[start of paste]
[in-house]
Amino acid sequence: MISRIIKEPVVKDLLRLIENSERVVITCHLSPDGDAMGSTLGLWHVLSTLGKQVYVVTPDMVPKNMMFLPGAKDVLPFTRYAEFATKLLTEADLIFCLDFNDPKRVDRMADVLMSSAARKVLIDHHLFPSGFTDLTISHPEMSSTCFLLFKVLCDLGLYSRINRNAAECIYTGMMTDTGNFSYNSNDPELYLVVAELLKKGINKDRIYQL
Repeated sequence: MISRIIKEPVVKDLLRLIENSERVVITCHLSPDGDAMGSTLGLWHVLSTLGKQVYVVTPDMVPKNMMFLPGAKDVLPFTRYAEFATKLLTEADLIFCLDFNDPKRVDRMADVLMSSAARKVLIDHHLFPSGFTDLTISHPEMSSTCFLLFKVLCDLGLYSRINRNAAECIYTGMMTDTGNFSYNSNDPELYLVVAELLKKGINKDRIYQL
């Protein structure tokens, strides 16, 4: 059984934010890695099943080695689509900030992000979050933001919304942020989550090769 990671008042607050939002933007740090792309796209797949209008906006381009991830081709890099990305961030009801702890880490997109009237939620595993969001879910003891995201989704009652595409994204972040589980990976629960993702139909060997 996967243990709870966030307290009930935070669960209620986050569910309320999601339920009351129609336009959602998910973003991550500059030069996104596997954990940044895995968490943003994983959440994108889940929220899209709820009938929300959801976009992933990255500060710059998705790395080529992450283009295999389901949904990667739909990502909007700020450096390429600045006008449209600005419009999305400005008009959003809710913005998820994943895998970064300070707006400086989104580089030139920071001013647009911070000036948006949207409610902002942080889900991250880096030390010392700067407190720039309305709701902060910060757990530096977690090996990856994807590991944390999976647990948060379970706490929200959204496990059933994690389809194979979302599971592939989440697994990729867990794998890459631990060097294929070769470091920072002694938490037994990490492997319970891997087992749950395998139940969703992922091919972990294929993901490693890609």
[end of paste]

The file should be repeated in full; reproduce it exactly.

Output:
[in-house]
Amino acid sequence: MISRIIKEPVVKDLLRLIENSERVVITCHLSPDGDAMGSTLGLWHVLSTLGKQVYVVTPDMVPKNMMFLPGAKDVLPFTRYAEFATKLLTEADLIFCLDFNDPKRVDRMADVLMSSAARKVLIDHHLFPSGFTDLTISHPEMSSTCFLLFKVLCDLGLYSRINRNAAECIYTGMMTDTGNFSYNSNDPELYLVVAELLKKGINKDRIYQL
Repeated sequence: MISRIIKEPVVKDLLRLIENSERVVITCHLSPDGDAMGSTLGLWHVLSTLGKQVYVVTPDMVPKNMMFLPGAKDVLPFTRYAEFATKLLTEADLIFCLDFNDPKRVDRMADVLMSSAARKVLIDHHLFPSGFTDLTISHPEMSSTCFLLFKVLCDLGLYSRINRNAAECIYTGMMTDTGNFSYNSNDPELYLVVAELLKKGINKDRIYQL
């Protein structure tokens, strides 16, 4: 059984934010890695099943080695689509900030992000979050933001919304942020989550090769 990671008042607050939002933007740090792309796209797949209008906006381009991830081709890099990305961030009801702890880490997109009237939620595993969001879910003891995201989704009652595409994204972040589980990976629960993702139909060997 996967243990709870966030307290009930935070669960209620986050569910309320999601339920009351129609336009959602998910973003991550500059030069996104596997954990940044895995968490943003994983959440994108889940929220899209709820009938929300959801976009992933990255500060710059998705790395080529992450283009295999389901949904990667739909990502909007700020450096390429600045006008449209600005419009999305400005008009959003809710913005998820994943895998970064300070707006400086989104580089030139920071001013647009911070000036948006949207409610902002942080889900991250880096030390010392700067407190720039309305709701902060910060757990530096977690090996990856994807590991944390999976647990948060379970706490929200959204496990059933994690389809194979979302599971592939989440697994990729867990794998890459631990060097294929070769470091920072002694938490037994990490492997319970891997087992749950395998139940969703992922091919972990294929993901490693890609």